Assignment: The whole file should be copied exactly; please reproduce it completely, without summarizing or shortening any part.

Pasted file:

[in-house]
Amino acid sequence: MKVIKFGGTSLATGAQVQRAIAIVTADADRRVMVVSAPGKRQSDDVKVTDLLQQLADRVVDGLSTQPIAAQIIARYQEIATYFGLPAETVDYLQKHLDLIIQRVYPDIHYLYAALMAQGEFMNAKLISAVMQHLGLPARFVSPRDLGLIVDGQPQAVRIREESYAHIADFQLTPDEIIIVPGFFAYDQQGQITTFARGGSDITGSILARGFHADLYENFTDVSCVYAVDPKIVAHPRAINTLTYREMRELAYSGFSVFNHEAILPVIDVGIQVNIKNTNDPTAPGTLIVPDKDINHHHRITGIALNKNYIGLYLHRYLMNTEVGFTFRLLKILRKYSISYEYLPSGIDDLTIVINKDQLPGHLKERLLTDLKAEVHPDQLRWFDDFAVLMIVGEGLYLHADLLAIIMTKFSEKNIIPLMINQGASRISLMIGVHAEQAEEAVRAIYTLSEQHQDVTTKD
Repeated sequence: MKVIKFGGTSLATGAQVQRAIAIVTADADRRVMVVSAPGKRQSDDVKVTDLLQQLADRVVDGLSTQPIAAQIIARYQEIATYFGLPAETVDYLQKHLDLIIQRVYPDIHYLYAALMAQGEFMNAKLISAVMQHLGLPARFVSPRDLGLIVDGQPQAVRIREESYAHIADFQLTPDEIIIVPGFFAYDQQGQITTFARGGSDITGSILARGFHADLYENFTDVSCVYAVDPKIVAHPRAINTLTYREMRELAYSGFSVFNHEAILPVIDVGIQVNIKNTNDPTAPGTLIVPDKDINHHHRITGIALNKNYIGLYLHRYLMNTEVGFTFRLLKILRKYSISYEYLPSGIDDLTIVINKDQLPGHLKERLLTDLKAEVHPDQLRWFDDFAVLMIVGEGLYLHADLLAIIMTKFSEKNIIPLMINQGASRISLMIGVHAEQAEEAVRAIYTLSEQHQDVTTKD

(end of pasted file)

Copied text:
[in-house]
Amino acid sequence: MKVIKFGGTSLATGAQVQRAIAIVTADADRRVMVVSAPGKRQSDDVKVTDLLQQLADRVVDGLSTQPIAAQIIARYQEIATYFGLPAETVDYLQKHLDLIIQRVYPDIHYLYAALMAQGEFMNAKLISAVMQHLGLPARFVSPRDLGLIVDGQPQAVRIREESYAHIADFQLTPDEIIIVPGFFAYDQQGQITTFARGGSDITGSILARGFHADLYENFTDVSCVYAVDPKIVAHPRAINTLTYREMRELAYSGFSVFNHEAILPVIDVGIQVNIKNTNDPTAPGTLIVPDKDINHHHRITGIALNKNYIGLYLHRYLMNTEVGFTFRLLKILRKYSISYEYLPSGIDDLTIVINKDQLPGHLKERLLTDLKAEVHPDQLRWFDDFAVLMIVGEGLYLHADLLAIIMTKFSEKNIIPLMINQGASRISLMIGVHAEQAEEAVRAIYTLSEQHQDVTTKD
Repeated sequence: MKVIKFGGTSLATGAQVQRAIAIVTADADRRVMVVSAPGKRQSDDVKVTDLLQQLADRVVDGLSTQPIAAQIIARYQEIATYFGLPAETVDYLQKHLDLIIQRVYPDIHYLYAALMAQGEFMNAKLISAVMQHLGLPARFVSPRDLGLIVDGQPQAVRIREESYAHIADFQLTPDEIIIVPGFFAYDQQGQITTFARGGSDITGSILARGFHADLYENFTDVSCVYAVDPKIVAHPRAINTLTYREMRELAYSGFSVFNHEAILPVIDVGIQVNIKNTNDPTAPGTLIVPDKDINHHHRITGIALNKNYIGLYLHRYLMNTEVGFTFRLLKILRKYSISYEYLPSGIDDLTIVINKDQLPGHLKERLLTDLKAEVHPDQLRWFDDFAVLMIVGEGLYLHADLLAIIMTKFSEKNIIPLMINQGASRISLMIGVHAEQAEEAVRAIYTLSEQHQDVTTKD